Fountains and Wells
Favorite thing: The village centre has lots of old fountains, big and small ones, that once provided the water supply for everyone. There is hardly a street without a fountain. Watch out for them. They are all different, some big, some small, some plain, some with sculptures, and all worth a photo. The water is running into stone troughs where horses and cattle could drink from.
Fondest memory: Some of these fountains have columns with stone sculptures of biblical figures.
Finding the madonna on the fountain in front of the church is no surprise.
The fountain opposite the town hall shows Moses with the Ten Commandments. The design of the little square is a modern addition: the water runs from the trough onto the pavement and forms a short "Bächle".
In a side street towards the wooden bridge there is a fountain with a neogothic fial, probably 19th century.
I am sure there are more!
- Historical Travel
- Arts and Culture
The Landscape of the Murg Valley
Favorite thing: The higher upstream you travel along the Murg, the narrower the valley. Around Forbach the hillsides are steep, the river is deeply cut into the rocks. The villages have been built on the hillsides, at a distance from the river bank because of floods. In summer the rocky river bed has little water but at the end of winter when the snow is melting or after a heavy thunderstorm in the mountains this looks different.
The settlements are widespread into the side valleys. They are part of the landscape, the views change all the time when you move around. In the background another village appears, Gausbach with its prominent modern church.
Fondest memory: Photographers: The best views of the village landscape can be taken from the helicopter landing in front of the hospital.
The Meadows and Hay Barns
Favorite thing: As I learned from the theme path along the river, the landscape around Forbach looked different some decades ago. There were more meadows on the slopes. Now most of these are covered with bushes and young trees. In former times these meadows were used to make hay for the winter feeding of the cattle. In summer the animals were pastured in the forests, no the meadows. The hay was kept in small wooden barns out there among the meadows and transported to the stables in the village when needed. The slopes are very very steep and this was about the only way to make use of these grounds.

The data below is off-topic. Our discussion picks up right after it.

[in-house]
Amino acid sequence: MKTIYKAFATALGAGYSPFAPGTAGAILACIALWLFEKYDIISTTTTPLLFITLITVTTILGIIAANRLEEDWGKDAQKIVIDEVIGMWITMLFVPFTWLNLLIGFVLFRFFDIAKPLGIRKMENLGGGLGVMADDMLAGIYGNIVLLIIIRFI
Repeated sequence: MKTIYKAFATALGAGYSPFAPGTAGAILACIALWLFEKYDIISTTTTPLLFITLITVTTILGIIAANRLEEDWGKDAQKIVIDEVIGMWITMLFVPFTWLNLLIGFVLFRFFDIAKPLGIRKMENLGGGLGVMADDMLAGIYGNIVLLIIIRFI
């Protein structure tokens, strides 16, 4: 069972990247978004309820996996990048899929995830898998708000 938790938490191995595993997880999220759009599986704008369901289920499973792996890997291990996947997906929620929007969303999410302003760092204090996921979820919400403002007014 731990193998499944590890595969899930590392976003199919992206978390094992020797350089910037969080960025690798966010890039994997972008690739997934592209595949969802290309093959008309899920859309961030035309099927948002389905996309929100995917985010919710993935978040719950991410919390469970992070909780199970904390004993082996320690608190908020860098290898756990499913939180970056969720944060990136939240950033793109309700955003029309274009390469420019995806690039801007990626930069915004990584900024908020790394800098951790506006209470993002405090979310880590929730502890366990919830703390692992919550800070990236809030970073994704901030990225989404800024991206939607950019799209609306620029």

With the industrialization, less and less cattle was kept. The backbreaking work in the meadows was given up. Most of the hay barns have disappeared. However, nowadays efforts are taken to reestablish this cultural landscape. The meadows also have an ecological value as home to rare plants and animals and because they let fresh air stream from the side valleys into the village.
Fondest memory: The meadows around Forbach are at least partly being cleared again. Hay barns are being repaired and rebuilt. Goats are the perfect helpers because they will eat any shrub or tree that dares to sprout anywhere. When the meadow is cleared it becomes a pasture for cows. They use a local race that is smaller and more robust (and produces excellent milk and beef).
- Historical Travel
Crucifixes and Saints
Favorite thing: Another detail to look for in the streets are the religious monuments. Forbach is a catholic village. Crucifixes and statues of saints have been put up in several places. These are usually private donations, witht he names of the donator(s) written on the pedestal.
Fondest memory: The wooden bridge of course has its statue of Nepomuk the bridge saint. It is not on the bridge, though, but on the villageside bank. Most beautiful in summer when he is surrounded by blooming roses.
- Arts and Culture
- Religious Travel
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